Auckland – Spark Digital chief executive Jolie Hodson, who is speaking to the international Digital Nations summit in Auckland today, has painted a picture of dramatic tech changes in New Zealand over the next 12 years.
Hodson’s thoughts on what life will be like for Kiwis in 2030:
New Zealand now has world-class internet connectivity at globally competitive prices. The discussion in the past has focused on us building the technology and aiming to driving down cost. But now we have widespread mobile, fibre and wireless connectivity at substantially reduced price so the issue is no longer the technology, it’s making sure as a nation that we have the people, processes and culture to make the most of it.
In New Zealand our mobile technology is world-class. We have 4.5G in many places – the stepping stone to 5G –and are well ahead of many other developing countries. When 5G arrives in a few years’ time, the potential of what you’ll be able to do using wireless and mobile technology will be staggering and the challenge will be to keep up. The pace of change is incredible and seems to be getting faster and faster.
It’s clear that using the Internet of Things (IoT), your mobile device will be able to connect you to pretty much anything around your house if you want it to. The lights, alarm, camera monitoring system, your appliances, water and power meters, your car, entertainment system, blinds and curtains and many other daily items that can have a small SIM chip attached. Including your coffee machine that’s already made your preferred coffee as you wake.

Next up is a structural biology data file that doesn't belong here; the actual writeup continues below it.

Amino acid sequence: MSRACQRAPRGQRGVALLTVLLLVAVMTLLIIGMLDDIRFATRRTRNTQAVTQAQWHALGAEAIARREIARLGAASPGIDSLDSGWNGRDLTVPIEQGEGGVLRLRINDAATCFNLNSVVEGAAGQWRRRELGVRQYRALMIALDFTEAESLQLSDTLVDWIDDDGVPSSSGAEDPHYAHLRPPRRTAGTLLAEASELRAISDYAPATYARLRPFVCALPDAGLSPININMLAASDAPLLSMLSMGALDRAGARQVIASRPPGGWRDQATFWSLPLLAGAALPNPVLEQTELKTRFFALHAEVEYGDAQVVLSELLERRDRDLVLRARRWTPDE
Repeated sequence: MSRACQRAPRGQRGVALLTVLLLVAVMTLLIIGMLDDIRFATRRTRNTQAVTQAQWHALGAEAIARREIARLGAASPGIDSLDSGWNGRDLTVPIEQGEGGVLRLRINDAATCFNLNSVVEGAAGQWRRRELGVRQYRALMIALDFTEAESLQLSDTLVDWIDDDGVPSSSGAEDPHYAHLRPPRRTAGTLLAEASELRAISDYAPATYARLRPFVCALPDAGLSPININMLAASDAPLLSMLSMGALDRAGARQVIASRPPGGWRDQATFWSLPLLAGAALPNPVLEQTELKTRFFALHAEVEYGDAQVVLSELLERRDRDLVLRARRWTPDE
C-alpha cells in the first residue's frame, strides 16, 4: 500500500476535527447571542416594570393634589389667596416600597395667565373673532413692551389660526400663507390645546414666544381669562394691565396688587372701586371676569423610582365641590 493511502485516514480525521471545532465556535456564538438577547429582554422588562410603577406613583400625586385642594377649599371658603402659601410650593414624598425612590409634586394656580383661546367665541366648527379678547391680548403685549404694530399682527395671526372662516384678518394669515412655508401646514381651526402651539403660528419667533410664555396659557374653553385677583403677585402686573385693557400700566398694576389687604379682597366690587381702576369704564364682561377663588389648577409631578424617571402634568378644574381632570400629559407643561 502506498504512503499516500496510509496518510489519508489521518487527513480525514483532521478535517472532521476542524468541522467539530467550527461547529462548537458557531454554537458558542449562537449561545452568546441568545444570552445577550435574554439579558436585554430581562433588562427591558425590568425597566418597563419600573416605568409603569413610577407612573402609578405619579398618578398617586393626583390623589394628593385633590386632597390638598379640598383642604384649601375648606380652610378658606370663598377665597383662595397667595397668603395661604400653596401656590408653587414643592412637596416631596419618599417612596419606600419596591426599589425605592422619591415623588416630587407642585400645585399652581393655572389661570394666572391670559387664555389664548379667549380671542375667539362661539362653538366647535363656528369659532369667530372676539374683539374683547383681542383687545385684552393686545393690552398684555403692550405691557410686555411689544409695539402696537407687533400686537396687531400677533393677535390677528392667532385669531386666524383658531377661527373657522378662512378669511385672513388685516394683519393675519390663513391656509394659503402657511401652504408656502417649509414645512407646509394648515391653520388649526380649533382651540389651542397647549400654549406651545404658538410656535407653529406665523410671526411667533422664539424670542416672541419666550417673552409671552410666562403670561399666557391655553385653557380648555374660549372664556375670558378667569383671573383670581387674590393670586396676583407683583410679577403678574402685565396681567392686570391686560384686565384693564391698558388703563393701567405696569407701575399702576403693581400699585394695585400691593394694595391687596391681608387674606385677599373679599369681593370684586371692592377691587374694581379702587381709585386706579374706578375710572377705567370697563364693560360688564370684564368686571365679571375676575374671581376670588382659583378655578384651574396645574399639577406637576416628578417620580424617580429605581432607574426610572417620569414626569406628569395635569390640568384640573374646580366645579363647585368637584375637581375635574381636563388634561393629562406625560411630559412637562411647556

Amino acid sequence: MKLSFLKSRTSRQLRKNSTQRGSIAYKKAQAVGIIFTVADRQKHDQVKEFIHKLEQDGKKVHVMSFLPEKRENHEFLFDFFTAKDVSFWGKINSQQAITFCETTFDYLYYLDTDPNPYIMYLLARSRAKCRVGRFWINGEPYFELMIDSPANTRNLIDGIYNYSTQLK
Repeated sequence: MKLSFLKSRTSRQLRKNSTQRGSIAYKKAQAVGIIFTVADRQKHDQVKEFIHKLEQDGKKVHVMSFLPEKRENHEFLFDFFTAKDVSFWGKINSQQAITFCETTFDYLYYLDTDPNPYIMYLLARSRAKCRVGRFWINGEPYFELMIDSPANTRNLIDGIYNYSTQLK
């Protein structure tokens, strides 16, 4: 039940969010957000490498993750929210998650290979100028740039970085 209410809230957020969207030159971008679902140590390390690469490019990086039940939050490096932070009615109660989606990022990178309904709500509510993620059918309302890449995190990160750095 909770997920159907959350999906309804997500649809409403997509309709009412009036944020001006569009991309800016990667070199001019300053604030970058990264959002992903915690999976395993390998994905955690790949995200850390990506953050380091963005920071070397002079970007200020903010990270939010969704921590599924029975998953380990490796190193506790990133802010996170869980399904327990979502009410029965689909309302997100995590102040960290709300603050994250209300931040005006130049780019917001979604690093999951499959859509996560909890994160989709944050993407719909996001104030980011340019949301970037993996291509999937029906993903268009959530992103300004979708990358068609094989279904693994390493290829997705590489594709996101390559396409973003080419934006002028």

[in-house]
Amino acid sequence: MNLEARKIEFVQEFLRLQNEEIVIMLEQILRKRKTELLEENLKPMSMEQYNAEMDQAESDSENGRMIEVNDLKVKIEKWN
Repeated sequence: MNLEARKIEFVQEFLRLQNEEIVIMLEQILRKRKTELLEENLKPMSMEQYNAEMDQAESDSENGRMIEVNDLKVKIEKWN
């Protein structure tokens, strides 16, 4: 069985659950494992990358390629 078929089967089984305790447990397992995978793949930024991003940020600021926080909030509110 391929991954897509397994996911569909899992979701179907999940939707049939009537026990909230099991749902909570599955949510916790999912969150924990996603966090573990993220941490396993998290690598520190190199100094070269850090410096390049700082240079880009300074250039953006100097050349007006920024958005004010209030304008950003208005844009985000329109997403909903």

This pace of change makes it almost impossible to predict exactly what life might be like in 2030. But I’m certain New Zealand will not be left behind. Given our location at the bottom of the world the Government and the industry is focused on ensuring New Zealand has the best technology available.
I think it’s safe to say that we’ll see huge use of Virtual Reality and Augmented Reality devices, that may just take the form of a simple pair of sunglasses instead of using large screens and bulky headsets. Kids will get their lessons virtually in this way and become connected citizens at a much younger age. And they are likely to have companion robots in schools.
On the roads we’ll see driverless cars and trucks move with mathematical precision – hopefully alleviating traffic, jams and accidents. And eventually governments will reduce the number of fuel driven cars, promoting only electric cars.
3D printers will be used to create bigger and bigger projects – possibly even your house. Wireless technology advances will allow remote surgery and AI will allow remote assisted diagnosis.
The world will become a global economy using digital currency, removing traditional commercial borders. Any language barriers will be solved by technology meaning talented Kiwis will become part of a global talent pool and will be employed regardless of where they live.
The exponential growth of data is speeding up so fast, that it will create new types of issues challenging the ethical use of that data.